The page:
Ullock, Vincent

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                                         VINCENT ULLOCK
                                       Ready for the call
                                       By Beatrice Jardine


He always went to bed with his ‘bunker gear’ next to his bed, says Vincent Ullock. That way, if the call came saying there was a fire, he was dressed in about five minutes and ready to go. “The only thing you hoped for was the car would start,” he said in an interview.

Ullock was a fireman with the Chatham fire department for about 30 years. He retired Dec. 15 at age 65 after 30 years. The move lets younger men take over, he said.

Joining the fire department wasn’t planned, he always wanted to be an RCMP officer. However, he is so proud of his role in the department he wants to be buried in his captain’s uniform when the time comes, he said as he put on his navy jacket. On it are the medals he received over the years.

The retired plumber from Chatham is proud of being able to serve with fire department and proud of his medals from the Queen and lieutenant governor. Chatham has also given him a marble plaque in recognition of his service.

He is also proud of his brother Alexander, who has received awards for his volunteer work raising money for the hospital in walkathons held each year. Alexander also received a medal for bravery after he pulled a man from a burning vehicle. Vincent saved a man from drowning a few years ago. But the two men just smiled as they talked about helping others. They enjoy doing it, Vincent said.

They love the Miramichi and still live in the family home in Chatham. Vincent went to Alberta for a while to work, but he moved home vowing he would never move away from home again. “It is a nice country, but I will never leave this place again,” he said.

His first job was a cook then an asphalt mixer for a paving company. When he moved back to Chatham he trained as a plumber. “I am a kind of jack of all trades,” he said with a laugh.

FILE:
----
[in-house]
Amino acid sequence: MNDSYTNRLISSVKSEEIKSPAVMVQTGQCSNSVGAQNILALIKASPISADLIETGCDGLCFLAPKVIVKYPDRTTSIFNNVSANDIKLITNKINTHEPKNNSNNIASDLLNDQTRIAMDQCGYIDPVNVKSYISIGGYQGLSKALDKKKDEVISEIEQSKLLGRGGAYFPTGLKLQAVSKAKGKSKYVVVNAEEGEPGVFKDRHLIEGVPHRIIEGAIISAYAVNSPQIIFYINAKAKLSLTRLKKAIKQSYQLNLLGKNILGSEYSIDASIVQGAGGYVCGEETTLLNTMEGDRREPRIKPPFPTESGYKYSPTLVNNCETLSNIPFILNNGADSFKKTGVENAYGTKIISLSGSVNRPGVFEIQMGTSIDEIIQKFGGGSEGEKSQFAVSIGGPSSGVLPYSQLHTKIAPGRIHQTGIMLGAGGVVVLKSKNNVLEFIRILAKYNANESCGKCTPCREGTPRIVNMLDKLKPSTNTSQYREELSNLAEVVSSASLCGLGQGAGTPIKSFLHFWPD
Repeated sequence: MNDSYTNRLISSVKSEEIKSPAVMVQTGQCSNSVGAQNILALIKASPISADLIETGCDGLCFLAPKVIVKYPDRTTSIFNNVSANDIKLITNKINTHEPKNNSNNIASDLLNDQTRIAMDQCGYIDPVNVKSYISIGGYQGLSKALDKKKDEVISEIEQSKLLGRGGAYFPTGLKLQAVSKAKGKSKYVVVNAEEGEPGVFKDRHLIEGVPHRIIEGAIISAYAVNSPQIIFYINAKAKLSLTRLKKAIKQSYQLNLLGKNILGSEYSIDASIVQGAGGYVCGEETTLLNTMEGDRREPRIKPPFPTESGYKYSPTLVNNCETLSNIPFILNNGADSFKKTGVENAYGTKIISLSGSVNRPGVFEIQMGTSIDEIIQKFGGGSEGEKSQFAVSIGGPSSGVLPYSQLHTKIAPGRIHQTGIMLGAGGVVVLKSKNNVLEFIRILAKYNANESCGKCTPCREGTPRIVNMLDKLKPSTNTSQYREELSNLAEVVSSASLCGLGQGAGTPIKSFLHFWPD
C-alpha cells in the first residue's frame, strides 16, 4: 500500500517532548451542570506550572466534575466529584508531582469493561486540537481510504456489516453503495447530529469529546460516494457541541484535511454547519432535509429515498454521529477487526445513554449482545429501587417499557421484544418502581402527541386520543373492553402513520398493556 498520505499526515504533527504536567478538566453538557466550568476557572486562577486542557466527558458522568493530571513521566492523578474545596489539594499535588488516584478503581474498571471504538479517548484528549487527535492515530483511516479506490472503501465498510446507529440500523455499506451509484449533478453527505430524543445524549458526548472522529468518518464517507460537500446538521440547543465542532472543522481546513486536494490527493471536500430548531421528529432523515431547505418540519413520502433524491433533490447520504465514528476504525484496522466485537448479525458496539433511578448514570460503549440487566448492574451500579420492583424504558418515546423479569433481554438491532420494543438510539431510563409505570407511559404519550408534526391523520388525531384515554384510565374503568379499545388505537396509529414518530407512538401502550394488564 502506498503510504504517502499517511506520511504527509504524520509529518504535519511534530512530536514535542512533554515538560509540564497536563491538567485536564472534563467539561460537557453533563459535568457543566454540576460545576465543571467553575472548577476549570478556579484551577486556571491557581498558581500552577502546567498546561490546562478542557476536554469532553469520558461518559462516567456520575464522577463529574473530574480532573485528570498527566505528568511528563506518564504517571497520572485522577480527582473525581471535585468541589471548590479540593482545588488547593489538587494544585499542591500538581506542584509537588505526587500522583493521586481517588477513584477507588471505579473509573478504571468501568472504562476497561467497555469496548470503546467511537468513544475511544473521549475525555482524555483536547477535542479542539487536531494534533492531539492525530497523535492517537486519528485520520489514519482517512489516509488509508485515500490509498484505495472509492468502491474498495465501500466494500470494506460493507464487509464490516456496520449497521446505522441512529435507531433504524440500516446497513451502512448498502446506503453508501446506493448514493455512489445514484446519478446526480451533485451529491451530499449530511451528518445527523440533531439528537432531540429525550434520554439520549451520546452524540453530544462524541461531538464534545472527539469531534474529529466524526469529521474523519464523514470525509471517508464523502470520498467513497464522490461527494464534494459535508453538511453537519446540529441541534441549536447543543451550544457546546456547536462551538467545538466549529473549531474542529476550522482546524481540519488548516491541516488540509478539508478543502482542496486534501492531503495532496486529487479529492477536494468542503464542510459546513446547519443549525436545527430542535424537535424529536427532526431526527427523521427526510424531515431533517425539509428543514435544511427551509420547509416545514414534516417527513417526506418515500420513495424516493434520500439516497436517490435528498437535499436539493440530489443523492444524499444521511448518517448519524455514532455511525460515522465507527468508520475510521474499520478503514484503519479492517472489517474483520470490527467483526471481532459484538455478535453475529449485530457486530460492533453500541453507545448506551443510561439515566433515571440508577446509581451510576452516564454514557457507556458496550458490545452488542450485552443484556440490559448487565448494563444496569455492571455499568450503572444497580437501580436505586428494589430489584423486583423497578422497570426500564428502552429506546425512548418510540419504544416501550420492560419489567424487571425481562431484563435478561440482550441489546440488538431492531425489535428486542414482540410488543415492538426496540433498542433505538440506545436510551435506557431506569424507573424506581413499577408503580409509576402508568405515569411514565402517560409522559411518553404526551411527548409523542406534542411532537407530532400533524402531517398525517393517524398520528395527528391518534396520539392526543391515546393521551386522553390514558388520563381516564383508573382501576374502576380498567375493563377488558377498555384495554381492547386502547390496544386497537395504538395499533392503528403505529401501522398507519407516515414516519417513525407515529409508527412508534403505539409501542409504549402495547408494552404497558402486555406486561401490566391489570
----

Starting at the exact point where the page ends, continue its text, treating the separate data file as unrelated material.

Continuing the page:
But the most important thing he did was join the Chatham fire department, he said. It happened by accident. He was training to be a plumber and every time the man he was working with got a call to go to a fire, Vincent tagged along. He was 16 at the time. In 1960 he officially joined as a volunteer. He went on to become lieutenant then to captain. He retired because of his age and health. “Besides it is time for the younger lads to take it over. I couldn’t climb a ladder and felt I wasn’t doing my job,” Vincent said.

Serving in the fire department is one of joy and sadness. However, the hardest thing about being a fireman was the death. He has seen a few over his years. One was a house fire where an old lady, her friend and a child burned to death. Other incidents were too hard to talk about, he said. “Seeing people burned to death is an awful thing and the worst thing is that most fires happen from carelessness,” Vincent said.

Beepers replace call of fog horn

Vincent Ullock used to hear the fog horn going off and knew there was a fire. That was about 30 years ago when he first joined the Chatham fire department. “But today, the firemen can go anywhere now with those beepers on,” he said.

They had two trucks when Vincent started, now they have four or five and the best of equipment, he said. It is quite a change, but the best thing is the communities working together, he said. “If one department needs help in fighting a fire, every department is happy to help out,” he said.

People are looking after their homes. The fire department stresses education as the key to prevention and it seems to be working.

“We don’t have any big fires like years before. Children are aware of preventing fires through the firemen’s visits to the schools and through the general safety practices of the family,” he said. The fire chief sometimes goes into the school and pulls the alarm to see how long it takes for the children to evacuate. Then he can offer suggestions to speed up the process if necessary.

Years ago when Vincent was in school they had a big bell in the hallway. The bell had a long cord with a wooden handle. “Sometimes the old principal would sneak out and pull the cord, hello for jumping up and running out,” he said.

Another problem he remembers from the past were the grass fires and the burning of cut up tires for fuel. “It was tough times back then, you had no electricity to heat your homes. Mama had no automatic washer, she used to wash clothes on a scrubbing board, boiling her water on the stove, not like today with electricity,” he said.

Their kitchen table was extra long and two benches on each side. “My mama used to make bread by the barrel. And every one of us (17) kids had their own place at the table. Mama would always ask who wanted the next slice,” he said.

Finally, the older children married off and he finally ended up with his own room. One time he heard a little boy asking Santa Claus for his own room. He thought that was funny because it reminded him of his younger days with all of his brothers and sisters around.

Today, things are quiet at the Ullock household and Vincent likes it that way.

And although retired he isn’t taking any chances with a fire. He has a hose hooked up in his basement, four fire extinguishers and four smoke detectors.


Source: Miramichi Leader – January 3, 1991

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